What Is The Dark Web And How Can You Protect Your Business From Its Depths?
Do you know how the dark web can affect your business? We’ll give you the low down on why you should be aware of it, and how to keep your business secure.
By Megan ReesUpdated Dec 12, 2022
Ah, the dark web. To many, a place of mystery; to some, an evil force to be reckoned with; and to cybercriminals, a playground.
But what you might not know is that our perception of the dark web is often paved by misconceptions.
One of these is that the dark web is all criminal activity and black-market sales. But, perhaps surprisingly, that’s not what the dark web is intended for.
Another is that the dark web is no threat to your business—after all, if you’re not actively involved with its activities, then you must be safe from its grasps.
But that’s not quite the case either. And there are, in fact, many dangers that your business can face on the dark web—even if you’ve never set foot on one of its sites.
Throughout this article, we’ll explain what the dark web is, what it can be used for, and why you as a business should care about what’s lurking in its depths.
What Is The Dark Web And How Does It Work?
The dark web is a hidden network of websites that can only be accessed via specialized technologies and web browsers. The point is to provide greater privacy for users by enabling them to surf the web anonymously.
It’s also designedso it can’t be seen by the naked eye. When you’re looking at the web as a whole, there’s a lot more to it than the eye can see.
The Dark Web Vs The Surface And Deep Web
Think of the web as a massive iceberg floating in the middle of the North Atlantic Ocean. This is a metaphor that’s pretty commonly used when explaining the dark web, but we can’t think of a better one so let’s run with it.
We can generally split this iceberg into three main sections:
The surface web: What’s known as “the surface web” is just the tip of the iceberg. It’s the ice that floats above the water—the ice that you can see—and only accounts for around 5% of the total internet. It’s also home to any site that’s publicly available—including sites listed in Google’s index.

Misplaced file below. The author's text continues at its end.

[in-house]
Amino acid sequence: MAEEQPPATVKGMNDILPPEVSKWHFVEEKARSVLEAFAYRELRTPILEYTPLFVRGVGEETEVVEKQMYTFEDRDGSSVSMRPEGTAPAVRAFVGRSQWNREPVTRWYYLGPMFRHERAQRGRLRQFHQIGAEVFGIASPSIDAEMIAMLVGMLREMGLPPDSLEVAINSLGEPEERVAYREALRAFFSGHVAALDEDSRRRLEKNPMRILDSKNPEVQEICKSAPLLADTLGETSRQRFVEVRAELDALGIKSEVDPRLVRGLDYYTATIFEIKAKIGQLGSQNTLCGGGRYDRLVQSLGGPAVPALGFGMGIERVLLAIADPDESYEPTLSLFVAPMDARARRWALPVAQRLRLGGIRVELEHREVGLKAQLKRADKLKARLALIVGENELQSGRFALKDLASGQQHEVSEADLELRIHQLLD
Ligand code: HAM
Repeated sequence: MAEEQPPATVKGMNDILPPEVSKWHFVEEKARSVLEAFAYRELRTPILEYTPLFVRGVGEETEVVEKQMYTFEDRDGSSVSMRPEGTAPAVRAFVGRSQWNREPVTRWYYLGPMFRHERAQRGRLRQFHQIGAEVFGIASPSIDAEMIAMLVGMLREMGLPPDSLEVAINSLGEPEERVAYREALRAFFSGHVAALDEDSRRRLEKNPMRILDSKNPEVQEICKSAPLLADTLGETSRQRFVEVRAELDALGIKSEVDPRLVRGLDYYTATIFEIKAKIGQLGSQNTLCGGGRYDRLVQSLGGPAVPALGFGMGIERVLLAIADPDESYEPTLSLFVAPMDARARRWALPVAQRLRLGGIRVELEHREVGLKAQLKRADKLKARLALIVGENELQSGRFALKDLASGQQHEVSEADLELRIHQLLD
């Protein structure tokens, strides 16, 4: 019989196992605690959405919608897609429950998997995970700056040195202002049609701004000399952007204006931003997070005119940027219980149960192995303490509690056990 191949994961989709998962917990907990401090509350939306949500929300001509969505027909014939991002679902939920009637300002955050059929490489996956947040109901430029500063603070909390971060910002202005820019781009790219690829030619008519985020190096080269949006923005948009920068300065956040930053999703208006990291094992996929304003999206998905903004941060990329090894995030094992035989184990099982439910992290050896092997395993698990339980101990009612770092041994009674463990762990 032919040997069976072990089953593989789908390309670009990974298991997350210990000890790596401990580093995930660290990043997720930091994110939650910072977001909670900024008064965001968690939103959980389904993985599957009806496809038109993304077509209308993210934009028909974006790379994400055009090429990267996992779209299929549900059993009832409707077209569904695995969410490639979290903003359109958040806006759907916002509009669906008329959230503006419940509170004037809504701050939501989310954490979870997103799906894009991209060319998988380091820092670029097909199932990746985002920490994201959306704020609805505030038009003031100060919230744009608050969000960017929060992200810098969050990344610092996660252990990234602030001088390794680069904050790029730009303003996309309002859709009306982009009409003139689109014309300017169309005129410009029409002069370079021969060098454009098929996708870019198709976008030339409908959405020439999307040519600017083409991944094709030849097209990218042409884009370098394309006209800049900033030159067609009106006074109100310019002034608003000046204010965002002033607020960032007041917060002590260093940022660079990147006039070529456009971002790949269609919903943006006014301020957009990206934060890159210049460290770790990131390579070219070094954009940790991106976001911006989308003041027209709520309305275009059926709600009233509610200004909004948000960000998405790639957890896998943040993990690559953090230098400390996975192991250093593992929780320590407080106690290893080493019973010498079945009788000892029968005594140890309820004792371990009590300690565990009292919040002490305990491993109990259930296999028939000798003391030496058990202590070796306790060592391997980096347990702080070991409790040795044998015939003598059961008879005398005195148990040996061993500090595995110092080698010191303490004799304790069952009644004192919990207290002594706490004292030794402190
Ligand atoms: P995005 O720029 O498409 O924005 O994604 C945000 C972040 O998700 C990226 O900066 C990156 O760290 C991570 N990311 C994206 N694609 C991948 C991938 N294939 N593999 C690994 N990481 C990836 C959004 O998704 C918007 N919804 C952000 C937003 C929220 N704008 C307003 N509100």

The deep web: The “deep web” is the part of the iceberg that floats below the water—and it makes up the remaining 95% of the internet. The deep web includes sites that aren’t publicly accessible and can’t be indexed by Google—such as intranets, content behind paywalls, databases, social media accounts, and email accounts.
The dark web: The dark web is a small component of the deep web that sits at the very deepest and darkest parts of the iceberg. And, just like the deep web, the dark web is not publicly accessible. Except the dark web goes one step further in that it’s configured on overlay networks called darknets, meaning only those with specialized software or browsers can access it.
So, while “dark web” might sound like Spider Man’s evil twin, its key features are that it’s entirely inaccessible to those using regular web browsers, and it’s much more difficult to track and identify individuals that use it.
So, how can it be accessed?
Accessing The Dark Web
Because the dark web is built on darknet networks, it can only be accessed via specialized software and browsers. There are several of tools that are freely available to use.
Well, if you’re a Shrek fan then you might be familiar with the infamous quote: “Ogres are like onions… They have layers”. We can say the same about The Onion Router—it too has layers.
Except, unlike both onions and ogres, these layers consist of multiple encryption methods and anonymizing tools, routing traffic through at least three relay points (called “nodes”) across the globe so that you can browse privately.
This does mean that your web browsing will be slightly slower than usual because each request is bounced around before reaching its destination. But the payoff is that your IP address will be hidden and your identity encrypted.
Dark webpages also can’t be indexed by surface web search engines like Google. These can only be accessed by either entering their URLs directly (many use the domain suffix “.onion”) or using dark web search engines and directories—although many users argue that these are often unreliable or dangerous.
You also can still access and browse everyday websites on the surface web while using Tor. But as noted above, your browsing speed will be slower and these sites might see the use of Tor as a sign of suspicious activity and lock you out.
What Happens On The Dark Web And Is It All Bad?
The dark web has quite a notorious reputation for criminal and illegal activity. But the dark web itself isn’t inherently bad.